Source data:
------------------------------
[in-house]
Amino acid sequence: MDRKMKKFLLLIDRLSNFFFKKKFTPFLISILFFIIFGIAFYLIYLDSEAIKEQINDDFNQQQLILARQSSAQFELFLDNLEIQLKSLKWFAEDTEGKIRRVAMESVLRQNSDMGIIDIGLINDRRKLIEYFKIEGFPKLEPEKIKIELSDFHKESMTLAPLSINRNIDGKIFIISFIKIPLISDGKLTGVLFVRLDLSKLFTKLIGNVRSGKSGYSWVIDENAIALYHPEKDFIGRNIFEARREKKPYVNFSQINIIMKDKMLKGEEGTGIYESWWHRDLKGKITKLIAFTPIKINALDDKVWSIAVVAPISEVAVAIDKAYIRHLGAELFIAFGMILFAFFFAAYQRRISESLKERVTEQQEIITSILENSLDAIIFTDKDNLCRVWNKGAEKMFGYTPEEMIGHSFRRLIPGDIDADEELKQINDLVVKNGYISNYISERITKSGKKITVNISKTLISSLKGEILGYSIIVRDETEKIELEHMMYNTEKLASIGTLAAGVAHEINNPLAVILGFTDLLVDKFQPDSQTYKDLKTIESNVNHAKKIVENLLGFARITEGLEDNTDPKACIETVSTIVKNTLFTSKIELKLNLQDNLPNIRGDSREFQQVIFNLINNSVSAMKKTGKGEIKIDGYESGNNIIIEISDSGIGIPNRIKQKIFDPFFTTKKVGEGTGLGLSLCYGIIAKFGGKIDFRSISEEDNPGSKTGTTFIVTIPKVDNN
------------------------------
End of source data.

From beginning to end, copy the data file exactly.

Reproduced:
[in-house]
Amino acid sequence: MDRKMKKFLLLIDRLSNFFFKKKFTPFLISILFFIIFGIAFYLIYLDSEAIKEQINDDFNQQQLILARQSSAQFELFLDNLEIQLKSLKWFAEDTEGKIRRVAMESVLRQNSDMGIIDIGLINDRRKLIEYFKIEGFPKLEPEKIKIELSDFHKESMTLAPLSINRNIDGKIFIISFIKIPLISDGKLTGVLFVRLDLSKLFTKLIGNVRSGKSGYSWVIDENAIALYHPEKDFIGRNIFEARREKKPYVNFSQINIIMKDKMLKGEEGTGIYESWWHRDLKGKITKLIAFTPIKINALDDKVWSIAVVAPISEVAVAIDKAYIRHLGAELFIAFGMILFAFFFAAYQRRISESLKERVTEQQEIITSILENSLDAIIFTDKDNLCRVWNKGAEKMFGYTPEEMIGHSFRRLIPGDIDADEELKQINDLVVKNGYISNYISERITKSGKKITVNISKTLISSLKGEILGYSIIVRDETEKIELEHMMYNTEKLASIGTLAAGVAHEINNPLAVILGFTDLLVDKFQPDSQTYKDLKTIESNVNHAKKIVENLLGFARITEGLEDNTDPKACIETVSTIVKNTLFTSKIELKLNLQDNLPNIRGDSREFQQVIFNLINNSVSAMKKTGKGEIKIDGYESGNNIIIEISDSGIGIPNRIKQKIFDPFFTTKKVGEGTGLGLSLCYGIIAKFGGKIDFRSISEEDNPGSKTGTTFIVTIPKVDNN